Let's  break out of  our routine use of client applications and shake things up a little bit.  Pick a web site, say http://www.eecs.berkeley.edu/ and point a browser  to it.  The browser client is speaking the HTTP application protocol over TCP transport protocol over IP over all kinds of different links to a process on the server that is bound to port 80.  This process happens to be the web server.  It returns a bunch of text that your browser client kindly displays in a nice graphical form.  This is the human web.  We'll be working with the programmatic web.

We could make the same HTTP request programmatically using the command line tool CURL.  (Unless you hav cygwin installed, you'll need to do this on the Linux side.)
You see all that HTML come scrolling back. Not very useful in your terminal window.  But , you might use what comes back usefully by feeding it into a program that processes it.  (That is exactly what web crawlers doo.)  curl is a command line tool, but it speaks the HTTP application protocol.  It just doesn't render the HTML content that is exchanged by that protocol.  The network is completely agnostic to the application protocol.  HTTP GET requests and HTML response are just payload bits.

In fact, let's use the basic telnet application to connect to the HTTP port, issue the GET request to the server, and display the sequence of (HTML) characters that come back.
You typed in text that is the HTTP header information, terminated by a blank line.  The server, is listening on port 80.  It receved the header information and transmitted the requested page on the socket.  There is nothing special about the processes that conduct the exchange.  All that matters is what gets sent back and forther.

Telnet is not the most basic networking tool.  It is intended to be used for remote shells.  Characters are read from the user input and send to the server, which echos them back for display.  Enter causes the server to executed the command line and transmits the output, which is sent back to the client for display.

Here's another general purpose networking application - nc (netcat).  Some call it the swiss army knife of networking.  It pretty much just opens a TCP or UDP socket to an IP address and port and transfers data. 
NC is a simple tool to get at low level networking without socket programming.  (We'll do some of too in just a little bit.)  Let's try talking a web server with it.


Wireless Embedded InterNetworking uses the standard low-power IEEE 802.15.4 RF link as an IP link.  You are familiar with IEEE 802.3 (ethernet) and IEEE 802.11 (WiFi).  This interface is a new wireless communication standard, IEEE 802.15.4. It recently became an IP link using the 6LoWPAN adaptation.  We'll learn a lot more about this later.  Today, we'll get some experience with it.  You can think of it like WiFi (which uses IEEE 802.11) but at much much lower power.  WiFi access points often functions at bridges - connecting two different links in the same subnet - rather than routers, which connect together different subnets using common or distinct link media.  WiFi can be utilized in either manner. Most of the hosts on the LoWPAN network will be small low-power embedded devices, i.e., motes.

Berkeley TelosB Mote

A Berkeley TelosB Mote is shown below. This was the sixth in the series of UCB motes.  These were done as open source hardware, so the details are on line and they are manufactured by numerous companies around the world.  We will be using the newest generation mote, called EPIC, throughout the course.  Both Telos and EPIC use a CC2420 2.4 GHz IEEE 802.15.4 radio supported by a TI MSP430 micocontroller and flash.  Telos plugs directly into a USB port and has on-board support for a variety of environmental sensors.  The antenna is embedded directly in the PCB.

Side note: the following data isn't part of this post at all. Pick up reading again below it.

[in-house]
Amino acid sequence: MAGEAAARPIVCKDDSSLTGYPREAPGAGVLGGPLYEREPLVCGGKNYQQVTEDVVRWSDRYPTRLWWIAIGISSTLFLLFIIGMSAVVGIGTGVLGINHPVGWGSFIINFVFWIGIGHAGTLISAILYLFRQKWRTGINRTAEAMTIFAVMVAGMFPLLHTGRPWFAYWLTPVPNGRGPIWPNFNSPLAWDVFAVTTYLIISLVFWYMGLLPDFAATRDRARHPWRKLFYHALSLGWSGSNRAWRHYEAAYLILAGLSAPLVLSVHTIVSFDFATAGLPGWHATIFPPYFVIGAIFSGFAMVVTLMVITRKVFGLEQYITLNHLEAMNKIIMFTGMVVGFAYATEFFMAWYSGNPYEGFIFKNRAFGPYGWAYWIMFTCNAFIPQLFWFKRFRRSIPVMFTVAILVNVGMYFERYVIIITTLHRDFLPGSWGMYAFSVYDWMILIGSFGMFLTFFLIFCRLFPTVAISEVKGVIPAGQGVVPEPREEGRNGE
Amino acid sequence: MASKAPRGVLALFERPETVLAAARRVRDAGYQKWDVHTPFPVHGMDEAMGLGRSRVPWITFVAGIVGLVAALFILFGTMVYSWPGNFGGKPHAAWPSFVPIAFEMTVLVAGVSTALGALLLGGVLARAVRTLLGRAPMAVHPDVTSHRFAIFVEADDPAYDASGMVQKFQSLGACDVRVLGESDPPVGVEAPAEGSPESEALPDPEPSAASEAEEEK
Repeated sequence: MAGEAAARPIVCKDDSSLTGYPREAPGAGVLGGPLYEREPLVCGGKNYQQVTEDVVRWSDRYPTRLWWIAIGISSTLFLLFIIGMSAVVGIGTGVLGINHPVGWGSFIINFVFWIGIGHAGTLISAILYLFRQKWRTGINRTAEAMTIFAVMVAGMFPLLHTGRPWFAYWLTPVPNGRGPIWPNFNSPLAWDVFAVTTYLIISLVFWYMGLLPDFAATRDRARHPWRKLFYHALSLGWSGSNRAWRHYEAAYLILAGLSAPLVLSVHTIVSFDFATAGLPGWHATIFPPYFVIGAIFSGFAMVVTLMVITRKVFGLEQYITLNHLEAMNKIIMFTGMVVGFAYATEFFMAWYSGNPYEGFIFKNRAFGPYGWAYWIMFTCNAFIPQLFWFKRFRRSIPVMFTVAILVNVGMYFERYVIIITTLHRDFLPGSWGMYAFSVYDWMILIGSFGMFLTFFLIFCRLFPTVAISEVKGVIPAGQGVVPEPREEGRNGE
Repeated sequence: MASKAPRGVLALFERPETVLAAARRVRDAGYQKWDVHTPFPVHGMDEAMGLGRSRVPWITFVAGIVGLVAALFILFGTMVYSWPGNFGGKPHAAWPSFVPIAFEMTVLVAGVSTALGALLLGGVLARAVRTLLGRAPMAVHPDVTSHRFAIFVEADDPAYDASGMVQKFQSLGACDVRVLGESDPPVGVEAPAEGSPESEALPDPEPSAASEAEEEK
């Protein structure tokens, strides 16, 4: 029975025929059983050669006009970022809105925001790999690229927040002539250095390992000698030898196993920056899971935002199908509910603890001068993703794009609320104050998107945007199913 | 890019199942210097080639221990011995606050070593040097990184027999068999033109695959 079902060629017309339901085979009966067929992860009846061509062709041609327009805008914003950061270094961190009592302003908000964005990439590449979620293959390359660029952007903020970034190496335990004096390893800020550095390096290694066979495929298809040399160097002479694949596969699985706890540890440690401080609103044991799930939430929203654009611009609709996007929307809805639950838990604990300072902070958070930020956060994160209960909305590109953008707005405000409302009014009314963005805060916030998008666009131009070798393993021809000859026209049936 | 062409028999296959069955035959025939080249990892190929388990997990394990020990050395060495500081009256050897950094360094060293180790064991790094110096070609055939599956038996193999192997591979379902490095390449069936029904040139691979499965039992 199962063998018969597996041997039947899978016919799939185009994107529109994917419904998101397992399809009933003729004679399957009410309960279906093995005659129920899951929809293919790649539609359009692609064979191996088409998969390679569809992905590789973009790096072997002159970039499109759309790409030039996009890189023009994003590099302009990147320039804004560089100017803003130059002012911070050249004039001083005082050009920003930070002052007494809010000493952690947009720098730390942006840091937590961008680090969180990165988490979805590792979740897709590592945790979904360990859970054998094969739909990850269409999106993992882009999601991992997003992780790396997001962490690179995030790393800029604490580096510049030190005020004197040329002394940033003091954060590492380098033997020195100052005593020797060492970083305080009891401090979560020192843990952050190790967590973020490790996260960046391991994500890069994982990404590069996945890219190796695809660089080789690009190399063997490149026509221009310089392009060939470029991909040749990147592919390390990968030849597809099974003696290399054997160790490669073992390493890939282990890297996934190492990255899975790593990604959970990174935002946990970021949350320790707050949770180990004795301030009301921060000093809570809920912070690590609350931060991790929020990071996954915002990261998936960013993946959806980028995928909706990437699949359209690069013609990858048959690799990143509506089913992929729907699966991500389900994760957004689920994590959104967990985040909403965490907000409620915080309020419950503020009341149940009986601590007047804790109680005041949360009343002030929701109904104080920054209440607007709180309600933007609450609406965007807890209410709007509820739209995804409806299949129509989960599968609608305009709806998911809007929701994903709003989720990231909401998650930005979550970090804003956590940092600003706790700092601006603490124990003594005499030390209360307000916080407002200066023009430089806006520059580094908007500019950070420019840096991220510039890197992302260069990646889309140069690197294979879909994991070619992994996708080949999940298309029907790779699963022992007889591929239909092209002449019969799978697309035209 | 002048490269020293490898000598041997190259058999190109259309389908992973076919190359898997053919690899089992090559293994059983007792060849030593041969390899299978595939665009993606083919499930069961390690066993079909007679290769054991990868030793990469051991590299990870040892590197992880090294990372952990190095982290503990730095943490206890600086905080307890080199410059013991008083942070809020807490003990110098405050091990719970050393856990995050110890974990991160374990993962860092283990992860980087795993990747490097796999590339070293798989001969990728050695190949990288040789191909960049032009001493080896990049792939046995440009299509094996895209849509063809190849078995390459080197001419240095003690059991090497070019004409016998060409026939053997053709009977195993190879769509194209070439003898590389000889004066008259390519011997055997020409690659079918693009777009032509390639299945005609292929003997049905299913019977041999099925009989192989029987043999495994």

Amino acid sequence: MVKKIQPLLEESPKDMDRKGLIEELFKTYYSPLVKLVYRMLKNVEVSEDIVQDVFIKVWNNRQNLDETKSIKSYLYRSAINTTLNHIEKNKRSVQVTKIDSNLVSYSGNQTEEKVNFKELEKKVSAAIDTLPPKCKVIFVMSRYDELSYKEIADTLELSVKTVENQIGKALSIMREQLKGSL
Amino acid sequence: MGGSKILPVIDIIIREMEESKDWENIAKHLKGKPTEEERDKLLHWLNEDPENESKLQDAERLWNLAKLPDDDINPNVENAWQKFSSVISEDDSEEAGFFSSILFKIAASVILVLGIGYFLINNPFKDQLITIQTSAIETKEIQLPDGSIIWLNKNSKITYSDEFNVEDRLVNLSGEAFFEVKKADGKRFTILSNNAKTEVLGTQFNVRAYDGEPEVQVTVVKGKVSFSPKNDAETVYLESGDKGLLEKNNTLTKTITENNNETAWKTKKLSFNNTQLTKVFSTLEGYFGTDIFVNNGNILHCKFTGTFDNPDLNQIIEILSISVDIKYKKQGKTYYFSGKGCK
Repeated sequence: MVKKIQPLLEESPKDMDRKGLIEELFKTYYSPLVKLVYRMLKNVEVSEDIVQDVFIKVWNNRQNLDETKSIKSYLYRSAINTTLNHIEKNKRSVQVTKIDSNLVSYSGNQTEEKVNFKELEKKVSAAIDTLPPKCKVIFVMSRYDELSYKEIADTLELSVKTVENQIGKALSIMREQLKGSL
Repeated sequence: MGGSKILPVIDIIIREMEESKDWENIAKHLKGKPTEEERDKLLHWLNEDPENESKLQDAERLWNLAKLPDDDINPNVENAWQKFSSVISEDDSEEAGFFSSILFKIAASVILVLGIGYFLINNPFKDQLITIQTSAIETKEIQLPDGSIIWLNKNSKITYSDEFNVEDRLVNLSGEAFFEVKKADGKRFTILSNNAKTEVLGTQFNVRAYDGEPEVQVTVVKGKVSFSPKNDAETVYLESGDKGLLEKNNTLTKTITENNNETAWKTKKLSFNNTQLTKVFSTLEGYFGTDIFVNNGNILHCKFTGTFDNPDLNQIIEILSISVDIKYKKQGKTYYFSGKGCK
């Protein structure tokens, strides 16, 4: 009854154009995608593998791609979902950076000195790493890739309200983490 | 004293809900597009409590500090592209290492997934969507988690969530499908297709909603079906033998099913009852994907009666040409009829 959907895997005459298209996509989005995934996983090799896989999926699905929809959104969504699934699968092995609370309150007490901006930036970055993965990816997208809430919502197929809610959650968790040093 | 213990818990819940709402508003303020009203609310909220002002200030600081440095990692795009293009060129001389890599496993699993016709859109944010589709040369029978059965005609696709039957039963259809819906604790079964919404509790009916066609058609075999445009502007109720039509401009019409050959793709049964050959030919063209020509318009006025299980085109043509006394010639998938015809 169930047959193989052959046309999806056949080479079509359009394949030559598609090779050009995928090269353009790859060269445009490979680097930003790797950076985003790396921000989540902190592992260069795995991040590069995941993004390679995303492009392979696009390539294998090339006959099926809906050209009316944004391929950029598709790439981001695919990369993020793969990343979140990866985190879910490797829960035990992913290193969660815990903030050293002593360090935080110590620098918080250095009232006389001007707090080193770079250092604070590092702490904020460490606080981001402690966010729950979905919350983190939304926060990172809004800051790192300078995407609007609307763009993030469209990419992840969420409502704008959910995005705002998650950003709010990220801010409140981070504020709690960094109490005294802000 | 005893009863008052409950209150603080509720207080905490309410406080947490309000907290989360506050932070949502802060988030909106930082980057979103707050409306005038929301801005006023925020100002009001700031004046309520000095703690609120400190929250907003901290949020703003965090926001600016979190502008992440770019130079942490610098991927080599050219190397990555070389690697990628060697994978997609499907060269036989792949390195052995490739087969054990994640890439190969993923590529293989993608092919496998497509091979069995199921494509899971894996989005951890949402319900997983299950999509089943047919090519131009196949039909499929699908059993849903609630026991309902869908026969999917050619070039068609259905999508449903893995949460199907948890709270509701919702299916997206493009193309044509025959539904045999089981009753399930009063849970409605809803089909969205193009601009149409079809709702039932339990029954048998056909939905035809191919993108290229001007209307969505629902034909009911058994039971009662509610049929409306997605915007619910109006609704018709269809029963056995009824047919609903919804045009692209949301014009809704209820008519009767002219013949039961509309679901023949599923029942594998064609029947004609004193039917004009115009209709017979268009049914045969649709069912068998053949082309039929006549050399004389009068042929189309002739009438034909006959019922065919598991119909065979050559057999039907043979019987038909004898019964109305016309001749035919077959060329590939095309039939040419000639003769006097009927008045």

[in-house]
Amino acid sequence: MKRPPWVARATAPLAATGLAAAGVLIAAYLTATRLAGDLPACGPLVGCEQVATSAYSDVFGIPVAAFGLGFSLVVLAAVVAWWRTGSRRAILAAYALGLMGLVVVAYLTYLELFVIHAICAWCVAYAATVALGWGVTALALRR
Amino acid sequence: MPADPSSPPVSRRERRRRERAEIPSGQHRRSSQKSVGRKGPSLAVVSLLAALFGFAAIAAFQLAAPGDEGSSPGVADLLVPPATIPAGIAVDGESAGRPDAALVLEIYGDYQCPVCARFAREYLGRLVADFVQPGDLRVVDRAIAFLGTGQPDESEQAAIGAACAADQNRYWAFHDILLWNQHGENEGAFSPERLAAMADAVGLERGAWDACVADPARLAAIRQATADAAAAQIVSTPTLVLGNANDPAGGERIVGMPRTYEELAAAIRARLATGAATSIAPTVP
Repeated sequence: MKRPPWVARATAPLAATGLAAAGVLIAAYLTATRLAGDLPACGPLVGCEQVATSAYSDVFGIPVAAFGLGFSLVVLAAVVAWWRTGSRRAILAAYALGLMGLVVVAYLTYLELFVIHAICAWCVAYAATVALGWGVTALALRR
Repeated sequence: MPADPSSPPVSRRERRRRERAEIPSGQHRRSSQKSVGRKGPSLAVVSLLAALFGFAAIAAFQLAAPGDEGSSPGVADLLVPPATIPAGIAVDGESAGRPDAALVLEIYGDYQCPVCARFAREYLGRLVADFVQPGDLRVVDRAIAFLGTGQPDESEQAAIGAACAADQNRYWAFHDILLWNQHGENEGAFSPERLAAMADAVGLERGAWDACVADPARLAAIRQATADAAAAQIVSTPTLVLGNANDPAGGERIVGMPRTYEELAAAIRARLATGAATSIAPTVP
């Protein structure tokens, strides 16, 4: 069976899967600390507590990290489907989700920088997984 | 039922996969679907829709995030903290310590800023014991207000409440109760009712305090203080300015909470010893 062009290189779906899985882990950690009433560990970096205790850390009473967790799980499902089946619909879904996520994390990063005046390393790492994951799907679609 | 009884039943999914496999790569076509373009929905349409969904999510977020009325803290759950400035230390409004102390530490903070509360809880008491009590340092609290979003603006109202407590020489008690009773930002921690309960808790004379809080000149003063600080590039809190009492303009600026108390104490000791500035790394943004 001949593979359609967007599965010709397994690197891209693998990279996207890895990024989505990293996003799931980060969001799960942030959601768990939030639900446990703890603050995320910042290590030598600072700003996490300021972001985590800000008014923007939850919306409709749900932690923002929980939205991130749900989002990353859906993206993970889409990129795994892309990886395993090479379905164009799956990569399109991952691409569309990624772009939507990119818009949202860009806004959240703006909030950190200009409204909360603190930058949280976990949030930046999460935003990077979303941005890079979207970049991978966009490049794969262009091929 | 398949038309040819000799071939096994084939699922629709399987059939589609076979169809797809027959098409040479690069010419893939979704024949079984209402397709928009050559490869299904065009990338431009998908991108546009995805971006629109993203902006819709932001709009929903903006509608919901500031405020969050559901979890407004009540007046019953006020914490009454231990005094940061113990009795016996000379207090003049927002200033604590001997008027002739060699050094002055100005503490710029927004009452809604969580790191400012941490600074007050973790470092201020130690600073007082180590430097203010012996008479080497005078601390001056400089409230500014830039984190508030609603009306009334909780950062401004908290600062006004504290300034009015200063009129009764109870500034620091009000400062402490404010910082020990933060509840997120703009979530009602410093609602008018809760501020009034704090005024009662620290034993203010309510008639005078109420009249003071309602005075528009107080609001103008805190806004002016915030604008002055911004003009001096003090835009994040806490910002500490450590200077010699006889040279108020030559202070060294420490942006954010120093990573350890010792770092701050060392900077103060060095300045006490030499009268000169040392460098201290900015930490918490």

telosb mote

When the wireless sensor network research area took off about a decade ago, it was very important that the research community was able to consider all aspects of the solution to be a "open problem" - the architecture of the device, the operating system interface and concurrency model, the networking protocols, the application programming model.  Indeed, early studies on conventional machines (PC104s, ARMs), conventional operating systems( Linux, WinCE) and conventional networking stacks produced many negative results.  However, a decade of research progress, emergence of a low power IEEE standard radio, and development of the 6LoWPAN adaptation layer in the IETF has completely changed the landscape.  Rather than ad hoc network and system organizations hanging of the serial port of a PC, we can now obtain low power, reliable, predictable and secure embedded networks that  behave in familiar ways and have a consistent IPv6-based architecture.

LoWPAN Router

Networks connect to other networks through routers.  In this lab, we have used a commercially available LoWPAN router to provide this function.  It is essentially a Linux box runnting OpenWRT, much like the numerous WiFi Access Points on the market.  The major difference is that it has a 802.15.4 LoWPAN interface. IP packets are routeed to and from the network of motes over this interface.  This device also provides 6-to-4 translation (defined by IETF RFC XXX and widely available in Linux) so the embedded IPv6 network can interact with IPv4 networks easily.  Indeed, all the IPv6 communication in the embedded network is highly compressed for power, bandwidth and memory efficiency using the 6LoWPAN adaptation layer (IETF RFC 4944).

Basically, each student has a mote, but whole collections of these motes collective form an embedded IP network.  (We will probably run two such networks.)  They all provide routing for each other, as well as ICMPv6 services.  In class we will give specific directions for which network to use.